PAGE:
It’s no secret the medtech industry has embraced artificial intelligence (AI) and machine learning (ML). Pharmaceutical companies are leaping into the AI/ML space, too.
There have been about 100 partnerships that have been established between pharmaceutical companies and AI vendors, according to a report from clinicaltrialsarena.com citing GlobalData Healthcare data.
Earlier today (Wednesday), Merck announced its plan to dive deeper into the space. The pharma powerhouse said it was launching the Merck Digital Sciences Studio (MDSS), which will help early-stage biomedical startups with direct investment, access to powerful Azure Cloud computing, and opportunities to pilot their technologies in collaboration with discovery and clinical scientists at Merck.
The Rahway, NJ-based company said it welcomes applications for 12 spots for the first MDSS cohort. Merck said startups developing AI and ML applications will be prioritized.
The MDSS is a collaboration between Merck and the New Jersey Innovation Institute (NJII), a New Jersey Institute of Technology corporation, with investments from the Merck Global Health Innovation Fund, Northpond Ventures, and McKesson Ventures. Technology support will be provided by Microsoft for Startups. The MDSS will have locations in Newark, NJ and Cambridge, MA.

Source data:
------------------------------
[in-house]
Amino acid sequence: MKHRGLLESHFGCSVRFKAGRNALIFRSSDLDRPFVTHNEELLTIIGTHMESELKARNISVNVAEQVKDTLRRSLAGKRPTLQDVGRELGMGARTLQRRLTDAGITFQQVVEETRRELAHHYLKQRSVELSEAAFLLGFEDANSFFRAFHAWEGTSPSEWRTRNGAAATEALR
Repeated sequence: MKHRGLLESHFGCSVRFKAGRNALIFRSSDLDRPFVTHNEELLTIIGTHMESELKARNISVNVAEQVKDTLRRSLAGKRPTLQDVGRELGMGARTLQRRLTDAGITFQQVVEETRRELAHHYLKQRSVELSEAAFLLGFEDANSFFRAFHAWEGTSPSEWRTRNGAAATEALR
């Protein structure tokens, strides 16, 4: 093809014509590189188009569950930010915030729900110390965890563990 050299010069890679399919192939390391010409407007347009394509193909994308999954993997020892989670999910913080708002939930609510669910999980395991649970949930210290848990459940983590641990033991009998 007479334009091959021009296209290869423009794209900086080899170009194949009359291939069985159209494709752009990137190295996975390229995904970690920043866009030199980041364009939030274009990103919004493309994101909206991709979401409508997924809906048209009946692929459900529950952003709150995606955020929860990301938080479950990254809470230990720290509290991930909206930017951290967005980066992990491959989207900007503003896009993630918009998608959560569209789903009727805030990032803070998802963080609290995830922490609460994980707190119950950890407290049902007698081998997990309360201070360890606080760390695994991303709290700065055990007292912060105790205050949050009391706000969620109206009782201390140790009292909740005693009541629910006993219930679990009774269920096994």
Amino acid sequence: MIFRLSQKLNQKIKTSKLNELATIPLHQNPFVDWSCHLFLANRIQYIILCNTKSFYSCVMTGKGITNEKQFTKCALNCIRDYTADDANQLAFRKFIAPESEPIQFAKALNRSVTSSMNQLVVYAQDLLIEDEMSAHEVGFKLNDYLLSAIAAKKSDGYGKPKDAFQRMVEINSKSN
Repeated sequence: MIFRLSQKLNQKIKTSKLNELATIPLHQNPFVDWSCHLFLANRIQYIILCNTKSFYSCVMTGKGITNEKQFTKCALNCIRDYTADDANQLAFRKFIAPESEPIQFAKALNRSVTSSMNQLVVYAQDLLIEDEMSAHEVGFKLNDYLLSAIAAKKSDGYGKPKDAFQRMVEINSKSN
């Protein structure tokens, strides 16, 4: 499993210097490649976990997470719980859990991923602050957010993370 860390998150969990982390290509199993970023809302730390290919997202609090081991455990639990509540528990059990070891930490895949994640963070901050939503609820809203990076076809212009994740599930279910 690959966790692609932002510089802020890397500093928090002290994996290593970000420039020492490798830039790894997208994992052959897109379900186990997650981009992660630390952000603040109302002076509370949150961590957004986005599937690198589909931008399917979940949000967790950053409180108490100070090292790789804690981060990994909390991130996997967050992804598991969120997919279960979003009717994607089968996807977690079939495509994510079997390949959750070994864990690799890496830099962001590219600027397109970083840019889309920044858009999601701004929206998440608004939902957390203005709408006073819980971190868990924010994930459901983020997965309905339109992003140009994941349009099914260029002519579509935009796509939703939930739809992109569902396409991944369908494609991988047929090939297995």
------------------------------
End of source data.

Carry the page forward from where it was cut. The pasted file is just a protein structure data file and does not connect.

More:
“The biopharmaceutical industry has only just started to harness the tremendous opportunity presented by emerging technological developments in AI, and ML,” said Fiona Marshall, senior vice president, Discovery, Preclinical and Translational Medicine at Merck Research Laboratories. “The MDSS will provide a collaborative and entrepreneurial setting where scientists have access to the tools and expertise to fuel important innovations that advance drug discovery and development.”
Merck isn’t the only pharmaceutical company that has announced AI initiatives this week. Bayer launched Calantic Digital Solutions, a new cloud-hosted platform that delivers access to digital applications, including AI-enabled programs, for medical imaging.
Specifically, the Leverkusen, Germany-based company said the Calantic platform includes a suite of apps to help manage radiologist workload, help with lesion detection, and patient management.
This isn’t Bayer’s first rodeo with AI. In 2019, Bayer entered into a licensing agreement with One Drop, a developer of digital therapeutic solutions for diabetes and other chronic conditions.
The agreement called for One Drop’s AI platform to be used in Bayer’s bio-digital efforts in therapeutic areas such as oncology cardiovascular disease, and women's health.
Bayer is also in collaboration with Huma to build an AI-powered tool that will analyze CT scans to improve lung cancer diagnoses.